Tata Steel has shot off a letter to lenders of Bhushan Power & Steel saying that a rebid was in contravention of the National Company Law Appellate Tribunal (NCLAT) order and the Insolvency and Bankruptcy Code (IBC), sources close to the development said.On Friday, the committee of creditors (CoC) decided to give bidders time to improve their bids after JSW Steel revised its offer to Rs 180 billion, up from Rs 110 billion, in a surprise move. Tata Steel’s letter has gone out to 11-12 lenders in the consortium.
It now remains to be seen whether lenders decide to go ahead with rebids because the next course of action in Bhushan Power may depend on it.
Lenders had given time till 9 am to revise bids and a CoC meeting to finalise was scheduled for 10 am the same day.
By the end of June, a formal communication was made to Tata Steel, declaring it the highest qualified bidder and Tata Steel was called for negotiations. Hence, a rebid would be in violation of the IBC, sources close to the development said.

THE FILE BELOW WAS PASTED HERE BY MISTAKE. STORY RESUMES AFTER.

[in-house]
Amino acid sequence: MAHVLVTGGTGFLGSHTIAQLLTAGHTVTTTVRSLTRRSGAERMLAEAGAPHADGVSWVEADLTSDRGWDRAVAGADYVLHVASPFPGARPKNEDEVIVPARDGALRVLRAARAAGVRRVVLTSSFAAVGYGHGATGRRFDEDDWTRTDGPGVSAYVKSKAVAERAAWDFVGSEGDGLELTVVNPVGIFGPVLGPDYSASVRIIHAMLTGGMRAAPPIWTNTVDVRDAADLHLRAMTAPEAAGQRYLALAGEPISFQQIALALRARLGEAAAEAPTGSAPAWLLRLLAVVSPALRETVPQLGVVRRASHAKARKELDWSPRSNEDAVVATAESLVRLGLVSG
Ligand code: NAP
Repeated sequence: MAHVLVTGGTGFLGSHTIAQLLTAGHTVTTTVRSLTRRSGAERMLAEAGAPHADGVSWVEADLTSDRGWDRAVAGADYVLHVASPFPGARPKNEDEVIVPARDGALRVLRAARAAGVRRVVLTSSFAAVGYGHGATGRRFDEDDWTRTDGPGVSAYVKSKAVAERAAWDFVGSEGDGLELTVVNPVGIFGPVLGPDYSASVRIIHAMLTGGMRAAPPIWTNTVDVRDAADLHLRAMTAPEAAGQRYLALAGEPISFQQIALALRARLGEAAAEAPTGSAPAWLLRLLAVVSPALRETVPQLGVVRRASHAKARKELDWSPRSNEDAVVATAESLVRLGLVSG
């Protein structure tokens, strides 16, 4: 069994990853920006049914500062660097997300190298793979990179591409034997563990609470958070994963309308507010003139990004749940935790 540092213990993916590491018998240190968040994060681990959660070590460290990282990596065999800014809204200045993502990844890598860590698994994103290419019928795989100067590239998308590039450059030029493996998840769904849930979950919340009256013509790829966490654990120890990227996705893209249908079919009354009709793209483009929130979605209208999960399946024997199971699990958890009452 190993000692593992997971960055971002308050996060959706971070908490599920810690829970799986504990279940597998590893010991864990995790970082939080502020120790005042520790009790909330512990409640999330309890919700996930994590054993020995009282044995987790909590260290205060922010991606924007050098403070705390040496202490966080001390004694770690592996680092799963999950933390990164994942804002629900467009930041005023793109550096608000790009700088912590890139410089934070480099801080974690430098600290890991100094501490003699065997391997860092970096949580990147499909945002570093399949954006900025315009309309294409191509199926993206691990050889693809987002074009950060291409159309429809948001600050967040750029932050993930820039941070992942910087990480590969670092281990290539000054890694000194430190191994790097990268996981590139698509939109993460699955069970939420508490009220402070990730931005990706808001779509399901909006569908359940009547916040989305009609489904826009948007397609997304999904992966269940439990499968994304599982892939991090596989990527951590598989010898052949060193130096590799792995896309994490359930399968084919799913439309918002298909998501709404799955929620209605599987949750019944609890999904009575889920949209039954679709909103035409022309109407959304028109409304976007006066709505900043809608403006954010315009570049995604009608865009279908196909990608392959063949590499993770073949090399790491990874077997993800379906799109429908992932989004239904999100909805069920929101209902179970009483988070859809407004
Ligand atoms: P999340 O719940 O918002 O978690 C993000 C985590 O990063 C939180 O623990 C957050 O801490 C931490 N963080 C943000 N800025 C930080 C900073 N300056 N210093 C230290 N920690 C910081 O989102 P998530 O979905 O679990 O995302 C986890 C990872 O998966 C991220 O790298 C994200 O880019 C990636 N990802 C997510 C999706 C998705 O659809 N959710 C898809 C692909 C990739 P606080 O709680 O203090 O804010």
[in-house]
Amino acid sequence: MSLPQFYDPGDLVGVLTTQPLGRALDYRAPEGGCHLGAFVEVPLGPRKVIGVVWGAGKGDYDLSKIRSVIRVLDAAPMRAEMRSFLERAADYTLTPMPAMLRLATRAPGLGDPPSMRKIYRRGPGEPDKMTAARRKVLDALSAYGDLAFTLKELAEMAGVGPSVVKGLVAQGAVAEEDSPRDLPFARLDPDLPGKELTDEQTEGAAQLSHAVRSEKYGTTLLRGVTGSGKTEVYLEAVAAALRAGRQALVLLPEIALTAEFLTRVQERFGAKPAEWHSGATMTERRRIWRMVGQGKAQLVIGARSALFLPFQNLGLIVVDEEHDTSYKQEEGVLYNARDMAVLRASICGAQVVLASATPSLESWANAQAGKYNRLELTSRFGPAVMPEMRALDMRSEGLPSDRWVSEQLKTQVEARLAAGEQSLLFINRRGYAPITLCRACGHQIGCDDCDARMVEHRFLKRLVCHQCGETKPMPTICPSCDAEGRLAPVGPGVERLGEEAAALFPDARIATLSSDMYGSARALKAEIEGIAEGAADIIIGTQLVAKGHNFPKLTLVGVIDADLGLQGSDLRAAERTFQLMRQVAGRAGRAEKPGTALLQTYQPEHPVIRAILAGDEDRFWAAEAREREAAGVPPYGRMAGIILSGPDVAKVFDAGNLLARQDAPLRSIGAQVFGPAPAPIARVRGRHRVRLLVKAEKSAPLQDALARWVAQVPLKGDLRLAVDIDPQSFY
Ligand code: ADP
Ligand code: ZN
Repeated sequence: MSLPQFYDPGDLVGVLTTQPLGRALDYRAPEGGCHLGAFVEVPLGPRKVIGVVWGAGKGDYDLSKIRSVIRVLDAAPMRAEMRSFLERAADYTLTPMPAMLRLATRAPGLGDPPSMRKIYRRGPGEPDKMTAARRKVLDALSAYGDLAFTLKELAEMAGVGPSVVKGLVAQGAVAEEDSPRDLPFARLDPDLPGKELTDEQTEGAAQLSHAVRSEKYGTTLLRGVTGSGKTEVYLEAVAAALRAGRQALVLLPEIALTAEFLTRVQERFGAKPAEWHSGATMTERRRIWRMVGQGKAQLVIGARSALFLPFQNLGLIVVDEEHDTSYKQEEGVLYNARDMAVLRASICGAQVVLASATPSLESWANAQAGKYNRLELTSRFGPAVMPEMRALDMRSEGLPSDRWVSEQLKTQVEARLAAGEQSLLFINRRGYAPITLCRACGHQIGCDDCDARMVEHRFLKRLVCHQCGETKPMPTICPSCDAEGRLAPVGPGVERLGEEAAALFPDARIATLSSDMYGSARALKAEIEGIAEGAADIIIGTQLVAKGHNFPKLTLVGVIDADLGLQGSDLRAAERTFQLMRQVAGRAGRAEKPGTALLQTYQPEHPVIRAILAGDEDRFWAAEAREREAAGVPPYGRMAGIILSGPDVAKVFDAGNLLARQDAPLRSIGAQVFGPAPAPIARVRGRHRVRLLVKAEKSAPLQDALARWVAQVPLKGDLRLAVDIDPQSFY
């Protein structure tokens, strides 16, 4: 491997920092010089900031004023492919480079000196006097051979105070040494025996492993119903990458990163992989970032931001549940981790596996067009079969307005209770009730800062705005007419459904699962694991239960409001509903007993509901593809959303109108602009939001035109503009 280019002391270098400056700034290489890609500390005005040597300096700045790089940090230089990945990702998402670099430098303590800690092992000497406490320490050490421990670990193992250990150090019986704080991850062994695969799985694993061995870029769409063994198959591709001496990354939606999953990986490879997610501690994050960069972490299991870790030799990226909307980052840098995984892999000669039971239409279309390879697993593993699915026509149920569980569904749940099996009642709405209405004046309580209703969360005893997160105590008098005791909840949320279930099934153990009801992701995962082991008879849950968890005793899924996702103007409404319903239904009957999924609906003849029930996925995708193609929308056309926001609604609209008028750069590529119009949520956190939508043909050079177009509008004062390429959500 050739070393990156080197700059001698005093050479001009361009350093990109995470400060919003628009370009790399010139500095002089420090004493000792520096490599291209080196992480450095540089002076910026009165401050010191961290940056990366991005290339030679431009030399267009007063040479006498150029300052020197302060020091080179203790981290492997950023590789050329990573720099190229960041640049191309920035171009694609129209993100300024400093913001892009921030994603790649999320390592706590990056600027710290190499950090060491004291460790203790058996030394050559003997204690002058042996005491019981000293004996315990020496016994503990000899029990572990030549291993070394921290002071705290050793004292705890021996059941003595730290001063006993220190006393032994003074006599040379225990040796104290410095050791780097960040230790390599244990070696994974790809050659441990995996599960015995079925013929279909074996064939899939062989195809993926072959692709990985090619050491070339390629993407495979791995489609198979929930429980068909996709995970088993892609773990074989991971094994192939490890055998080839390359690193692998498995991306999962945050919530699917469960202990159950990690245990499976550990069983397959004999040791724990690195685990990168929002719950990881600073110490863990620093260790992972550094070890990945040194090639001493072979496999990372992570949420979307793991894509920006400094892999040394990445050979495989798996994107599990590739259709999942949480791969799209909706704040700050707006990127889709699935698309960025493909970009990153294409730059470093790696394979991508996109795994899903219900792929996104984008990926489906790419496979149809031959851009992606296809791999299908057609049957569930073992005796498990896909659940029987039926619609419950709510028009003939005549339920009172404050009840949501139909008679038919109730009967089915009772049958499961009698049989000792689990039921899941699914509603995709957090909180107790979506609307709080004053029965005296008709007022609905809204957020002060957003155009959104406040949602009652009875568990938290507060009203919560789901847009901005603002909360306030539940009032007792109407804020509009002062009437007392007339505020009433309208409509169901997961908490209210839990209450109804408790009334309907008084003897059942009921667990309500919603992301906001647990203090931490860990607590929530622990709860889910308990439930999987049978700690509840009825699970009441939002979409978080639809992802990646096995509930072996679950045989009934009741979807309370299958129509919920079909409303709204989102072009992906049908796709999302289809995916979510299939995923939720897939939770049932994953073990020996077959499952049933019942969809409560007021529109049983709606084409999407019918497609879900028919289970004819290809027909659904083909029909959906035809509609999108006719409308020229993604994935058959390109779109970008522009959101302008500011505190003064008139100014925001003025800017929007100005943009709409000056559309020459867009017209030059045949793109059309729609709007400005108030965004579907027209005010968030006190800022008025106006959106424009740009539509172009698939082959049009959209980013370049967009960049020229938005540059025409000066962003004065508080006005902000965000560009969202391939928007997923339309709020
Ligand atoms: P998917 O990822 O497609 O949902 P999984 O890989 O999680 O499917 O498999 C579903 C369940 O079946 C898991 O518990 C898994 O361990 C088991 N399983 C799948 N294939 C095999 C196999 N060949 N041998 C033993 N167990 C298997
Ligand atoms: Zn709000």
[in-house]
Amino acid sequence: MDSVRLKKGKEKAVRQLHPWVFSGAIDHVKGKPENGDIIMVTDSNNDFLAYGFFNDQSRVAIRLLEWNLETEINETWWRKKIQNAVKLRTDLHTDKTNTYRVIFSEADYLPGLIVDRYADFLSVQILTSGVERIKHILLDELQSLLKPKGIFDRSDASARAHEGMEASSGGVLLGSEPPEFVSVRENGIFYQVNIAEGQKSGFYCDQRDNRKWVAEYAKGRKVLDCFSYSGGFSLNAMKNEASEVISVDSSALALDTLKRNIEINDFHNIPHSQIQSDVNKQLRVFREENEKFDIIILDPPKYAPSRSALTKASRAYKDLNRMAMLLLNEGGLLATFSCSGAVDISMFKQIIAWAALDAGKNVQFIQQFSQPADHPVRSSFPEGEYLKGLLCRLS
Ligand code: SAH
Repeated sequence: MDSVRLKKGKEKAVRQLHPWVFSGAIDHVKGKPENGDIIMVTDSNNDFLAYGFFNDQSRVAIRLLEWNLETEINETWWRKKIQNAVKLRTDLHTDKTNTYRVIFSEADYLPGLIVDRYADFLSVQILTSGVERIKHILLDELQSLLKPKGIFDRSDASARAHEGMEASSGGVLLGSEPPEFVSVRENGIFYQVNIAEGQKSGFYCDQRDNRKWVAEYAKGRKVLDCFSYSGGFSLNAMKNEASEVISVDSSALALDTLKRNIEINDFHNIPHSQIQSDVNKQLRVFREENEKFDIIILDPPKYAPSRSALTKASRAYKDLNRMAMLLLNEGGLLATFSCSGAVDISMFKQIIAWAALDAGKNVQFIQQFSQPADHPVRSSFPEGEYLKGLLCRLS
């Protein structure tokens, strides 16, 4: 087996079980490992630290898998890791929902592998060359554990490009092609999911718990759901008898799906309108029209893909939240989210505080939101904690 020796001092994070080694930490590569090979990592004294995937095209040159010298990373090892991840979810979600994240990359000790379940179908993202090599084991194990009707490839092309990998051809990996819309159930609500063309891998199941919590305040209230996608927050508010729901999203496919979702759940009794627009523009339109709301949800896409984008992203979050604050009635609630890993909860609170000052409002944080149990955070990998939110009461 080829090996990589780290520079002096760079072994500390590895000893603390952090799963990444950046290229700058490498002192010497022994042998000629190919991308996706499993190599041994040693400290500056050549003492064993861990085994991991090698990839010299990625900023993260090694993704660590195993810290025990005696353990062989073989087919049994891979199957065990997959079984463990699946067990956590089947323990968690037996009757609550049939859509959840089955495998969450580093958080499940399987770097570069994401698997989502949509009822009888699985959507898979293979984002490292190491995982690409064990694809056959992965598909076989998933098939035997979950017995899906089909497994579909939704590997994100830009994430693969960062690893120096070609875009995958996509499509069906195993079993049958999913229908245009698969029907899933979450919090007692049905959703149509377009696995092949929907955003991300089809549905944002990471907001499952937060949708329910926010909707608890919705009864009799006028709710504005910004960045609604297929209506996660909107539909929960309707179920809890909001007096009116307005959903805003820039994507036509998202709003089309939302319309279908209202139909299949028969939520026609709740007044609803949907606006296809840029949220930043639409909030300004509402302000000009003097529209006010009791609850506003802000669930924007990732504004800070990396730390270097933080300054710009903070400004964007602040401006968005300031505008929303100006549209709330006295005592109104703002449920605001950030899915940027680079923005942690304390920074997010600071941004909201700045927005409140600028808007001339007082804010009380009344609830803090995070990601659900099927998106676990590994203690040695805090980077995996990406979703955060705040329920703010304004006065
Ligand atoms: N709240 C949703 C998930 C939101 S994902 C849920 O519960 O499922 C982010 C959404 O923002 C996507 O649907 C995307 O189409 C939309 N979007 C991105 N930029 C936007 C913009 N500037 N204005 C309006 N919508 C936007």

Lenders had decided to vote on Tata Steel’s resolution plan after declaring it the highest qualified bidder but fresh submissions made by Liberty House before the NCLAT, stayed the voting.
Vacating its earlier stay, the appellate tribunal then directed the CoC to consider the resolution plans submitted by the three firms — Tata Steel, JSW Steel, and Liberty House. The NCLAT also directed the CoC to call all the bidders along with operational creditors and suspended board of directors to the meeting.
On the eve of the Friday meeting, JSW Steel revised its offer. It is understood that Tata Steel had said that it would be unfair to go for a rebid during the course of the meeting on Friday, sources said.
The Tata Steel letter also pointed out to lenders that the decision on the resolution plans was to be made based on the existing bids, said sources. To that extent, a rebid was a violation of the NCLAT order.
The bids submitted in February were like this: Tata Steel – Rs 170 billion, JSW Steel – Rs 110 billion and Liberty House – Rs 186 billion, in terms of upfront payment to lenders.
Sources said that before the NCLAT’s summer break, the CoC had appealed for a rebid, but it was not allowed.
Tata Steel has also mentioned that it was the intent of the legislature not to entertain late bids as manifest in the latest amendments to the IBC, sources indicated.
Source: Business Standards, July 30, 2018